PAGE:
The Department does not assert that the contingent rebate coupons are gifts or free goods within the meaning of section 25600. Rather, it contends the superior court erred in relying on Gonzales, supra, 151 Cal.App.3d 172, for the proposition that, as a matter of law, the contingent rebates offered by Miller are not premiums within the meaning of section 25600.
Gonzales addressed whether section 25600 prohibited a winegrower from offering, via newspaper advertisements, a $1 cash rebate to purchasers of certain types of wine. (Gonzales, supra, 151 Cal.App.3d at pp. 174-175.) At the time, section 25600 simply provided: “No licensee shall, directly or indirectly, give any premium, gift, or free goods in connection with the sale of any alcoholic beverage. Any person violating the provisions of this section is guilty of a misdemeanor.” (Stats. 1953, ch. 152, § 1, p. 1020.)
Gonzales observed that the rebate was not a “gift” because, in order to receive it, one had to purchase wine. It was not “free goods” because “goods” does not ordinarily mean “money.” (Gonzales, supra, 151 Cal.App.3d at pp. 175-176.) The parties disputed whether the rebate was a “premium,” which term is not defined in section 25600. Gonzales acknowledged that the word “premium” may be defined in various ways, some of which would include, and some of which would exclude, a “rebate.” (Id. at p. 176.) For example, if a premium is defined as something given without charge or at less than the usual price with the purchase of a product or a service, then a “rebate arguably falls within the definition of ‘premium.’” (Ibid.)
After reviewing the statutory history of the Alcoholic Beverage Control Act (the Act), Gonzales discovered that the Legislature had distinguished between “rebates” and “premiums” for many years and had not used these terms interchangeably in section 25600. (Gonzales, supra, 151 Cal.App.3d at p. 177-178.) Concluding the Legislature intended the words to have different meanings and did not intend to include a “rebate” as a “premium” for purposes of the statute (id. at pp. 177-179), Gonzales held that “a rebate of money, in the form of a refund of a portion of the retail price paid for [an alcoholic beverage] . . . does not constitute a ‘premium . . .’ within the meaning of section 25600 and is therefore not made unlawful by that statute.” (Id. at p. 179.)
The Department asserts that, when Gonzales was decided in 1984, section 25600 did not include “prohibitions regarding the total business of merchandising” alcohol, “there was no concept or definition of inconsequential value,” and there was no “statutory bases for the promulgation of rules as currently exists in the Code of Regulations.” Thus, according to the Department, Gonzales “did not have the benefit or guidance of the complex statutory authority that exists today.”
Apparently, the Department believes these statutory changes undermine or affect the basis for the decision in Gonzales, but it fails to explain why this is so. That the amended statute now permits the giving of premiums, gifts, and free goods that do not exceed a specifically defined inconsequential value (§ 25600, subd. (b)) does not alter the meaning of these terms. Nor is the meaning affected by the fact that licensees are now precluded from giving such items in connection with the distribution of alcohol in addition to the sale of alcohol. (§ 25600, subd. (a).)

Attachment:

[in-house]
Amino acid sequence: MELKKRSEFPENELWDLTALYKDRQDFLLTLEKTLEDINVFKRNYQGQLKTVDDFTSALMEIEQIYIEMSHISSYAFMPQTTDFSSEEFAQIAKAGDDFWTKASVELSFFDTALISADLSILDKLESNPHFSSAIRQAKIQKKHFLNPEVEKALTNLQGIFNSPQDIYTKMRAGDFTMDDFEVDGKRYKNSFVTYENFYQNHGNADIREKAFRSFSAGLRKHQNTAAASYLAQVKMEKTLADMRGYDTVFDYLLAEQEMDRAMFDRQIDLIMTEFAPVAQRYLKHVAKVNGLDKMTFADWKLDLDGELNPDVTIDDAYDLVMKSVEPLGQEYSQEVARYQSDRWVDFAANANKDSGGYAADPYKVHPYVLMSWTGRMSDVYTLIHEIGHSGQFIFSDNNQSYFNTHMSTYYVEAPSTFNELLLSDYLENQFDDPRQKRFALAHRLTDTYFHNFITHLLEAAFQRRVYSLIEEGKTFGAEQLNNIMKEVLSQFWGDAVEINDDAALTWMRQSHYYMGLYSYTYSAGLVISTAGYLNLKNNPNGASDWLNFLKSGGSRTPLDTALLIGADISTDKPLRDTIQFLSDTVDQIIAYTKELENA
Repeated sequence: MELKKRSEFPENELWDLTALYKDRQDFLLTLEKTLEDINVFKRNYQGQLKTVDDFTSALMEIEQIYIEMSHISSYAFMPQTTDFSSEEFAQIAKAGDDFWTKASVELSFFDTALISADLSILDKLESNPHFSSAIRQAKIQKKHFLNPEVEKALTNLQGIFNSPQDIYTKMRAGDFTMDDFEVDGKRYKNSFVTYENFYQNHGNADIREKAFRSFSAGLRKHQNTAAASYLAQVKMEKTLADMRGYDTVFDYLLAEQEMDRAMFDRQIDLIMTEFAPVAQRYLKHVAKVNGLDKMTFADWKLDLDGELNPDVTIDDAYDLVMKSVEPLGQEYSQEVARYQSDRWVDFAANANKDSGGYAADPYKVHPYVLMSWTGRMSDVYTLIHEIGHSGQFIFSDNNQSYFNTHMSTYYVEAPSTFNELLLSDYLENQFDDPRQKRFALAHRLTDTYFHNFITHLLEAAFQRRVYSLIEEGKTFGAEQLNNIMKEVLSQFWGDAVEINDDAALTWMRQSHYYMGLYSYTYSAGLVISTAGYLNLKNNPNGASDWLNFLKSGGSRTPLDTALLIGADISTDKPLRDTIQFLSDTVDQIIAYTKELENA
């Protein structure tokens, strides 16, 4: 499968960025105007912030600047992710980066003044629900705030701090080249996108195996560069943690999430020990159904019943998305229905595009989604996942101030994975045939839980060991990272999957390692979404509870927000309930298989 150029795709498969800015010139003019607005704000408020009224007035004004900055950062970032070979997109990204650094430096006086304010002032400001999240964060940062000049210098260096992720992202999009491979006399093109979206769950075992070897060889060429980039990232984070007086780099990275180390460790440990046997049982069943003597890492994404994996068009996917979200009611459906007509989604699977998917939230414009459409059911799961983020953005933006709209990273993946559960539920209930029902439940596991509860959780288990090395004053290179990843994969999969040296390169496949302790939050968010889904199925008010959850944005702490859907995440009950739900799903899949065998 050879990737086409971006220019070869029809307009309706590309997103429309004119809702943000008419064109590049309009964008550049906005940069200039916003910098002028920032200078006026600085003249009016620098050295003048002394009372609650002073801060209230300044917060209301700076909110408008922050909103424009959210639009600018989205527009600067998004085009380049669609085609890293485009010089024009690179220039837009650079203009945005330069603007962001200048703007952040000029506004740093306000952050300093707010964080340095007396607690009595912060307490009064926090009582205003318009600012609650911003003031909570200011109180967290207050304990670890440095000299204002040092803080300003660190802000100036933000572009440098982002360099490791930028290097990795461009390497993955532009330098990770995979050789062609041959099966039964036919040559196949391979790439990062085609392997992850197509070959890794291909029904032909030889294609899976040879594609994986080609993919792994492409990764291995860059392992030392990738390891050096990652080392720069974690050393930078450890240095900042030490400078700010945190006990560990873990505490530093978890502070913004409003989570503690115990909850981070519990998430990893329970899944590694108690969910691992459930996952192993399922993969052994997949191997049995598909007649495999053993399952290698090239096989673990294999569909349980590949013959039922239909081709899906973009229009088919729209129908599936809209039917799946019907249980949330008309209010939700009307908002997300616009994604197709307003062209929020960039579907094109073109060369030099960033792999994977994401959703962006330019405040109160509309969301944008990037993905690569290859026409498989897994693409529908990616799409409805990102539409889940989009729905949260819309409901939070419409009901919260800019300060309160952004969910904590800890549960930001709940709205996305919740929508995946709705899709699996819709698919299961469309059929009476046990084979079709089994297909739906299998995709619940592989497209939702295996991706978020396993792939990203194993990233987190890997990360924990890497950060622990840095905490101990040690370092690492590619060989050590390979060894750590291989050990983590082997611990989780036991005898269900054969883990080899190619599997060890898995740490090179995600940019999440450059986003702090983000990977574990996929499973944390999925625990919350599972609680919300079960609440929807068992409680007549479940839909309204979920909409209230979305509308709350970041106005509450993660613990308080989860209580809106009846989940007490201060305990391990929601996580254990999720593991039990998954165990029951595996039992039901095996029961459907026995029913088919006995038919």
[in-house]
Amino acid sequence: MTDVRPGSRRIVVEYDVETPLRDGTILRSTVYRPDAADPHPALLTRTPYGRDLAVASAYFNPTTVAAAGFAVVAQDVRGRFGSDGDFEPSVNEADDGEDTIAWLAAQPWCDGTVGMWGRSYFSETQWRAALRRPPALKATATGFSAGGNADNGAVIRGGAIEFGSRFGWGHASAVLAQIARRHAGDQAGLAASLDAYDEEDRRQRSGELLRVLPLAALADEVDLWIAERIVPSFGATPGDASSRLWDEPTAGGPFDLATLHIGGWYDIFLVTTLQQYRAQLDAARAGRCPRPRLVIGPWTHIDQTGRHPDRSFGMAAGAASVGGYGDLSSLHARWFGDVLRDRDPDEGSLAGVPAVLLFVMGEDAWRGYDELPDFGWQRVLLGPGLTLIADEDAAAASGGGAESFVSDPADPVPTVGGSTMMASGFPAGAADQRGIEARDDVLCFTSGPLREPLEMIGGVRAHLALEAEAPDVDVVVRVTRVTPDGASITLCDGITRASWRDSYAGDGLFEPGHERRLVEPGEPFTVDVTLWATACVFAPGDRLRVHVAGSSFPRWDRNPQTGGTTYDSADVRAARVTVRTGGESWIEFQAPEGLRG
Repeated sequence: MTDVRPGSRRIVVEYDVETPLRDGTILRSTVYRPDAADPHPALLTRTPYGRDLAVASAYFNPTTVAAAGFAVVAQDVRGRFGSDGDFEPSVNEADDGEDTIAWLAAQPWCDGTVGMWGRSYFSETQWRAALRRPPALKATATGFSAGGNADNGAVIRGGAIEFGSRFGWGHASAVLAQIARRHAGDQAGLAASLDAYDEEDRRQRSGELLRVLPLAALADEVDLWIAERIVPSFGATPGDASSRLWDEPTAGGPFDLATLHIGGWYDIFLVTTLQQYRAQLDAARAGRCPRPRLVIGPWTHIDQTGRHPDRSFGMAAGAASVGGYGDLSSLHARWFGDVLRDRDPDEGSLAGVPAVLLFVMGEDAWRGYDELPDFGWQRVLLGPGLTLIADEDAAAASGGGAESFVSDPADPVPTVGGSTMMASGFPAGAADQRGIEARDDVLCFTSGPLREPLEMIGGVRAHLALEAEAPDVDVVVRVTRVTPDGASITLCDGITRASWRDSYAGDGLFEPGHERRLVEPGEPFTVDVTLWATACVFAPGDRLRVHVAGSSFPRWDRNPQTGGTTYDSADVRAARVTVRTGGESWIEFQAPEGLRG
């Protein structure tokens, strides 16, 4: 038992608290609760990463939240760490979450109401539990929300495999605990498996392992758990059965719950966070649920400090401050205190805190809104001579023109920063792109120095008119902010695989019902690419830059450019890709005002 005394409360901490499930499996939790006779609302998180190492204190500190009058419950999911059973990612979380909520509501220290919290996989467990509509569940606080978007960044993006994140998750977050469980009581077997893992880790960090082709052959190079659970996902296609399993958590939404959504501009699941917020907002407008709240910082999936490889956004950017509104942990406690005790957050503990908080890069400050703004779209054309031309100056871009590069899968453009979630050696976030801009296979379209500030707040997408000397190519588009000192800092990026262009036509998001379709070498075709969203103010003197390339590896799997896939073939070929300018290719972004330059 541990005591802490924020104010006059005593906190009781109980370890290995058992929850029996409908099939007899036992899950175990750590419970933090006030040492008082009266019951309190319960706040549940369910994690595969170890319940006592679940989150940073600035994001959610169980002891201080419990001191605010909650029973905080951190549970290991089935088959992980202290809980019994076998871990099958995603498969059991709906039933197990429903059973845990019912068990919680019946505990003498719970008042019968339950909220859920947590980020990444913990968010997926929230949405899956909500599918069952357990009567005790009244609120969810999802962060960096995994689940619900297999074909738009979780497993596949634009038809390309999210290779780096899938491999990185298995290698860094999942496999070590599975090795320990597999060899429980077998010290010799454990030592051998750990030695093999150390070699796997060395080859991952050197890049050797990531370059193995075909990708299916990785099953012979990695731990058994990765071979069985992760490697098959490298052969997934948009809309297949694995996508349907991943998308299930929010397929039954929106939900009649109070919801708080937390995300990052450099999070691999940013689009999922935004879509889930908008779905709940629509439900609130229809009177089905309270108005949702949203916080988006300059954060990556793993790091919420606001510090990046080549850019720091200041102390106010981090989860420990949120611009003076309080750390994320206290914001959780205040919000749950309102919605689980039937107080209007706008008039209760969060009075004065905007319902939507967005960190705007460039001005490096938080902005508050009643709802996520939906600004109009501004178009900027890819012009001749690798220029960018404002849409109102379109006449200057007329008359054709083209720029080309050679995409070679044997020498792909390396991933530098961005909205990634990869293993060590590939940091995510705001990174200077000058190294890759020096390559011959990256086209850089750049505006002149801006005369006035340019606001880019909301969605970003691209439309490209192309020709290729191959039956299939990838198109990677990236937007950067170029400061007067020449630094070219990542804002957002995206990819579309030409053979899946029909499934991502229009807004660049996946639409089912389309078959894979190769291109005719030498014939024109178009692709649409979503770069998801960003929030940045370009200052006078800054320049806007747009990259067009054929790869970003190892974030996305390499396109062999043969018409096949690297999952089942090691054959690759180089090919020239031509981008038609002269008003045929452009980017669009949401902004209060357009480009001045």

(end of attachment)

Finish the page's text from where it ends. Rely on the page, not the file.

The interpretation of “premium” in Gonzales was based on the legislative history of section 25600 and the Act, and did not hinge upon (1) the amount of the rebate in that case, (2) the fact the statute did not address “merchandising,” or (3) the Department’s supposed lack of rule-making authority when Gonzales was decided. The Department has failed to demonstrate that the later amendments to which it alludes have any bearing on the interpretation of the statutory term “premium.”
The statutory changes pointed out by the Department are noteworthy, however, in that they demonstrate the Legislature has amended section 25600 several times following the Gonzales decision, yet the Legislature has not altered the statute to provide that rebates on the purchase of alcohol are intended to fall within the prohibition against the giving of premiums in connection with the sale or distribution of alcohol. (See Stats. 1985, ch. 803, § 1, p. 2586; Stats. 1988, ch. 1080, § 1, pp. 3493-3494; Stats. 1994, ch. 392 (Assem. Bill No. 3329), § 1, pp. 2245-2246; Stats. 1995, ch. 91 (Sen. Bill No. 975), § 15.) Section 25600 still forbids the direct or indirect giving of “any premium, gift, or free goods” in connection with the sale or distribution of alcohol, which are the same items that former section 25600 prohibited licensees from giving in connection with the sale of alcohol at the time Gonzales was decided.
When a statute has been construed judicially and the Legislature thereafter amends that very portion of the statute using substantially similar language and without changing the interpretation put on that statute by the courts, the Legislature is presumed to have been aware of, and acquiesced in, the court’s construction of the statute unless a contrary intent appears. (Estate of Griswold (2001) 25 Cal.4th 904, 915-916; Townzen v. County of El Dorado (1998) 64 Cal.App.4th 1350, 1357-1358.) No such contrary intent appears in the present case.
The Department contends that Gonzales does not govern in this case because Gonzales held only that direct rebates are not premiums and did not address indirect rebates, which the Department maintains must be treated differently. It points out the decision in Gonzales noted that giving “something extra” for the purchase of a product could be construed as a premium. (Gonzales, supra, 151 Cal.App.3d at p. 179.) According to the Department, Miller’s rebates on the purchase of alcohol are premiums because they are “something extra” given for the purchase of a nonalcoholic product. We disagree.